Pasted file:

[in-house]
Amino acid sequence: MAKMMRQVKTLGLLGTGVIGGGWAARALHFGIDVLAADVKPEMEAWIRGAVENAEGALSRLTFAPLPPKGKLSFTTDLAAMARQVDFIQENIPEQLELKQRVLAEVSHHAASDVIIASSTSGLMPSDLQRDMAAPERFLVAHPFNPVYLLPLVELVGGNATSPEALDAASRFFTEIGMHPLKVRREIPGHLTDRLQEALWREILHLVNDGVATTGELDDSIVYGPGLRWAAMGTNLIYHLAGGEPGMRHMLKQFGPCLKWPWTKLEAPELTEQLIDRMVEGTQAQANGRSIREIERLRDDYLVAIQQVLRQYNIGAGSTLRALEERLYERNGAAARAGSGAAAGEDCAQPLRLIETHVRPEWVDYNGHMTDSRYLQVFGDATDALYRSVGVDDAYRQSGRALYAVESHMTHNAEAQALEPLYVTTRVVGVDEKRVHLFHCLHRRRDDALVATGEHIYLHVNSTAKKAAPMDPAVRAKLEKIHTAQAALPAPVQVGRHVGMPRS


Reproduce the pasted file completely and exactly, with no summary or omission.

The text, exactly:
[in-house]
Amino acid sequence: MAKMMRQVKTLGLLGTGVIGGGWAARALHFGIDVLAADVKPEMEAWIRGAVENAEGALSRLTFAPLPPKGKLSFTTDLAAMARQVDFIQENIPEQLELKQRVLAEVSHHAASDVIIASSTSGLMPSDLQRDMAAPERFLVAHPFNPVYLLPLVELVGGNATSPEALDAASRFFTEIGMHPLKVRREIPGHLTDRLQEALWREILHLVNDGVATTGELDDSIVYGPGLRWAAMGTNLIYHLAGGEPGMRHMLKQFGPCLKWPWTKLEAPELTEQLIDRMVEGTQAQANGRSIREIERLRDDYLVAIQQVLRQYNIGAGSTLRALEERLYERNGAAARAGSGAAAGEDCAQPLRLIETHVRPEWVDYNGHMTDSRYLQVFGDATDALYRSVGVDDAYRQSGRALYAVESHMTHNAEAQALEPLYVTTRVVGVDEKRVHLFHCLHRRRDDALVATGEHIYLHVNSTAKKAAPMDPAVRAKLEKIHTAQAALPAPVQVGRHVGMPRS